Category Archives: Julie van der Hoop

Unexpected things at INC5. I never thought… (from Julie)

By: Julie van der Hoop

My experiences in Geneva at INC5 were those I had never expected. Though we had played Leah and Noelle’s ‘Mercury Game’ to prepare us for what negotiations might be like, there were so many things that this game didn’t prepare me for.

I never thought…

… I’d be so interested in financial assistance

When I was assigned to pay specific attention to articles pertaining to financial and technical assistance, I was a bit upset. I had my fingers crossed to be in the group on Institutions and Implementation, as I thought it would be most relevant to my research. But having read up on the financial issues for this and past treaties, before I knew it I was completely enthralled. I couldn’t wait for contact groups, or to listen to countries argue over the use of ‘provide’ vs. ‘promote’ vs. ‘facilitate.’

… Scientists’ roles were “just beginning”

In a quick exchange, a delegate mentioned that the role of scientists would begin once the politics ended. Post-treaty, he suggested, science is needed for research, monitoring and reporting. I suggested that the major role we played was before the politics had begun – science identified the issues, the mechanism, the transport, etc. This interaction, along with many other experiences, really made me think about how I felt science and scientists fit in to these policy issues.

… Delegates don’t have a 9 to 5 IMG_1712

When Noelle had warned us that under pressure talks could run late into the night, I wasn’t sure how far off the business schedule we would stray. We learned, first hand, that delegates have more of a 9 to 5am, and that breaking for meals can be more of a privilege, not a right.

… I’d be able to stay up late

Most people who know me are aware of my early bedtime. I rise early, I sleep early, and I like to keep things consistent. Plenary was scheduled to end at 11pm daily, a time when I’d usually have already moved towards bed. So when it routinely went much later and was even postponed until 1:30 am, I am surprised that I made it through.

… Laugh so much IMG_1716

Whether it was the hilarity of the Swiss Breaks (cheese fires included), extended tango dancing metaphors, overuse of Queen’s Hot Space album, or our interest as graduate students to make the most bang for our buck in piling our buffet plates, I laughed a lot this trip. Yes, mercury is a serious issue and it needs to be treated as such. But taking the time to make snow angels at 2:00 am or write acrostic poems of country positions can help balance the mind, or at least keep one awake.

… I’d see Geneva!IMG_1727

I had low expectations of sightseeing, but luckily we had a chance to catch a couple of sights on the last day (after having slept a couple of hours!)

… Get twitter.



Financial and Technical Assistance in the Final Agreement

By: Alice Alpert and Julie van der Hoop

Financial commitments were a major concern in the final days of negotiation at INC5. In an earlier blog post, we summarized some of the key issues to be addressed. During the week, a contact group on financial and technical assistance was charged with producing articles detailing:

  • the mechanism by which countries that need help meeting their commitments under the convention could receive funds,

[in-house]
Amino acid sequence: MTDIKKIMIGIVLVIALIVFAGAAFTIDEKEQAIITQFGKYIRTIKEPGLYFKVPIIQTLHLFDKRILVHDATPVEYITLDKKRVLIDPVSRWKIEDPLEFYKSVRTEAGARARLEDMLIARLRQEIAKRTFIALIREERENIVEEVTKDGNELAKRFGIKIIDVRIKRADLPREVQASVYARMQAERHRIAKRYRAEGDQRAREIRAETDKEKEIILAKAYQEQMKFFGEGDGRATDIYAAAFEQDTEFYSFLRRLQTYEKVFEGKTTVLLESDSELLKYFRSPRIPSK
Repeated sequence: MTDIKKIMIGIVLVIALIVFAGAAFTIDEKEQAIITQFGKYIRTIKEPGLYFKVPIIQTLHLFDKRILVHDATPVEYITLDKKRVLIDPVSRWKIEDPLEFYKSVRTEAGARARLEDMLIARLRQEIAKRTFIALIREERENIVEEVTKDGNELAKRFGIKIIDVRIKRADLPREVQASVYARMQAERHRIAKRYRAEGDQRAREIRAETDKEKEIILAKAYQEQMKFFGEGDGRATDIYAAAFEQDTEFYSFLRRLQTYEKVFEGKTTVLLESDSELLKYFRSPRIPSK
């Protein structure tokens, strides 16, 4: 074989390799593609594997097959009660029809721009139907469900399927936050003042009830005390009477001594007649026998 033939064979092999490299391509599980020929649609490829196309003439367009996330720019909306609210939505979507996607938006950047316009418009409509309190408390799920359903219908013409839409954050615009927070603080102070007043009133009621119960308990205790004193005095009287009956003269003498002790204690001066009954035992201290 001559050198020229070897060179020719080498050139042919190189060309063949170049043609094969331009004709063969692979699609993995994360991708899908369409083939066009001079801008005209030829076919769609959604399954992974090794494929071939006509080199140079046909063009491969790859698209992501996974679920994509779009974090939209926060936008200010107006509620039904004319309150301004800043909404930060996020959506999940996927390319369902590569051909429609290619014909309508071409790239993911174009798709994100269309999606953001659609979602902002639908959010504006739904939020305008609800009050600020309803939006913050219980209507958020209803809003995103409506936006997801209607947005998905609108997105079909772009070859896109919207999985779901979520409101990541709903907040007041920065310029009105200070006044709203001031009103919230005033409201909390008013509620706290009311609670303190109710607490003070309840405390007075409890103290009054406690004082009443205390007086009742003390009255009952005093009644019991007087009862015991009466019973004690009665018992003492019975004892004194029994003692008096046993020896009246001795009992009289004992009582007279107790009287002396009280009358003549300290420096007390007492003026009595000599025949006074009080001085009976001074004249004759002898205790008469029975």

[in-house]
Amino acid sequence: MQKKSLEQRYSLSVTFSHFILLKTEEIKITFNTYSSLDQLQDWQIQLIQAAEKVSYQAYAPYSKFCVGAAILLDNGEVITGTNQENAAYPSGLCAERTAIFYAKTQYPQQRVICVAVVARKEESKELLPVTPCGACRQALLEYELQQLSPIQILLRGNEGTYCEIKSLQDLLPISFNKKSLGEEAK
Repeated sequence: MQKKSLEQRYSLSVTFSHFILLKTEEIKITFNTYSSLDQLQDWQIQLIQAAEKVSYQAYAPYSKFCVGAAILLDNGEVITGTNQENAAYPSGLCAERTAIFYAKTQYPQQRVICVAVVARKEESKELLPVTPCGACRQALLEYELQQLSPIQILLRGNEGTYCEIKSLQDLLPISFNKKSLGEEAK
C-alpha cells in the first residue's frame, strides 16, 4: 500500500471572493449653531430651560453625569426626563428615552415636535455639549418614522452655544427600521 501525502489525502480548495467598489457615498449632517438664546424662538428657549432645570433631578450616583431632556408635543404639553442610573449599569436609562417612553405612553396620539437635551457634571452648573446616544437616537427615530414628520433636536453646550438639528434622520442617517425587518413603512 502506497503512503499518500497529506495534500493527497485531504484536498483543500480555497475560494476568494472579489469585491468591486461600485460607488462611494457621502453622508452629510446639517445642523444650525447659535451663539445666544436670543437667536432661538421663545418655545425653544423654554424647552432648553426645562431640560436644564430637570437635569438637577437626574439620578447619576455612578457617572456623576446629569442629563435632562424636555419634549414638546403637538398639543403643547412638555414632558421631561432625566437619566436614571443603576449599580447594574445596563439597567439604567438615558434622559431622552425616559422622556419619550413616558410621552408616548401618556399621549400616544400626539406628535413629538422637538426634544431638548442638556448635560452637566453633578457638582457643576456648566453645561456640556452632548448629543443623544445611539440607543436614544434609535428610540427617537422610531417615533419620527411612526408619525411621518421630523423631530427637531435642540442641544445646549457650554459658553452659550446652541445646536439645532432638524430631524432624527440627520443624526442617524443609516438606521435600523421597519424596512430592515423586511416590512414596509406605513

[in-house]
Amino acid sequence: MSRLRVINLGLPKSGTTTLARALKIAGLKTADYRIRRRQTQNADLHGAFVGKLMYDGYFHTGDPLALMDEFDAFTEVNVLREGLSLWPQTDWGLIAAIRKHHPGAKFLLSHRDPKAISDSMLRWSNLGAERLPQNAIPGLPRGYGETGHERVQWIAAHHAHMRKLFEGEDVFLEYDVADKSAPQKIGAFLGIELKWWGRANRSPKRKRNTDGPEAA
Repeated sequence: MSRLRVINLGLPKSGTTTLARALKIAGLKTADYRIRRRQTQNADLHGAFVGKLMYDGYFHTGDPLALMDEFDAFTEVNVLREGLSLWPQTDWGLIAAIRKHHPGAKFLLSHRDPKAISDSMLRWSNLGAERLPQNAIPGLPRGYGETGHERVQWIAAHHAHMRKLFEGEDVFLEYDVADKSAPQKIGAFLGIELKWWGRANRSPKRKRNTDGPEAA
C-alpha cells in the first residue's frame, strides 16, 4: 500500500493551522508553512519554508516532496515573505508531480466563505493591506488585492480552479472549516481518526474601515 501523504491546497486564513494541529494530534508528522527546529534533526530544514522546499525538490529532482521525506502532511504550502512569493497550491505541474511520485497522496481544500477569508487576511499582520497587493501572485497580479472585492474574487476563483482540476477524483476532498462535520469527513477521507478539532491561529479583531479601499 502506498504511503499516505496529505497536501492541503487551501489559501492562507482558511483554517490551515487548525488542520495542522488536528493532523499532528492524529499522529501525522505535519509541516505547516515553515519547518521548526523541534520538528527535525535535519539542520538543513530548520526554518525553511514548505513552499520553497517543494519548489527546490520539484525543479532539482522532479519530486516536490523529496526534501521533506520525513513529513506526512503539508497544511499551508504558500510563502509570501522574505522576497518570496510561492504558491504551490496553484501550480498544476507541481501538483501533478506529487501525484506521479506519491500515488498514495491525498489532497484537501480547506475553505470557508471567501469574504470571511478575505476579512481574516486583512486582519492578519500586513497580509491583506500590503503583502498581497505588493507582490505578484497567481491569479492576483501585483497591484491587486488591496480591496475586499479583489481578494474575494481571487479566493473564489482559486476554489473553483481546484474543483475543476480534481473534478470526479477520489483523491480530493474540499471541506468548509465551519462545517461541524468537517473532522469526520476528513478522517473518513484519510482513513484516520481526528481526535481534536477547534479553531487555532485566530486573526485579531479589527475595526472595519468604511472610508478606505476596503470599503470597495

• the forms of technical assistance, capacity building, and technology transfer available under the convention, and
  • the form of a committee to review implementation and/or compliance.

Discussions in this contact group highlighted the struggles between the developed global North and the developing global South. The North emphasized the need for strict regulations to protect health and the environment. The South stressed the importance of development in promoting well-being there, and the need for an approach that recognized the common but differentiated responsibilities of different countries. However, this distinction between North and South is further complicated by rapidly-developing economies such as China, India, and Brazil. These countries account for a significant and growing portion of global mercury emissions, but still stressed the need for assistance in meeting potential obligations.

Much of the negotiations on financial assistance occurred behind closed doors, in “friends of the co-chairs” meetings during the final evening of negotiations. The all-night drafting group consisted of 14 members, equally represented by developed and developing countries. The composition of the drafting group was key because this was where the hard compromises were hammered out. Early Saturday morning, this group emerged with a compromise that is included in the final treaty text.

The treaty establishes a financial mechanism, made up of the Global Environment Facility (GEF) and a specific international Programme, to support developing countries in implementing actions on mercury. It states that all Parties may contribute to both the GEF and the international Programme. This is a notable provision, and this language may reflect the diverse group of donors to the GEF, some of whom are also to receive mercury-related funding (e.g. Mexico and China).  In addition to provisions on a financial mechanism, a separate article addresses Technical Assistance, Capacity Building and Technology Transfer. Technical assistance and capacity building will be provided to developing countries, while technology transfer will be promoted.

This compromise reflects elements of both developed and developing country priorities. Implementation of the convention is not strictly tied to the provision of financial resources, which was suggested by developing countries and opposed by developed countries. While an additional programme was included beyond the GEF and include new resources (a win for developing countries), funding will be voluntary (consistent with developed countries’ positions).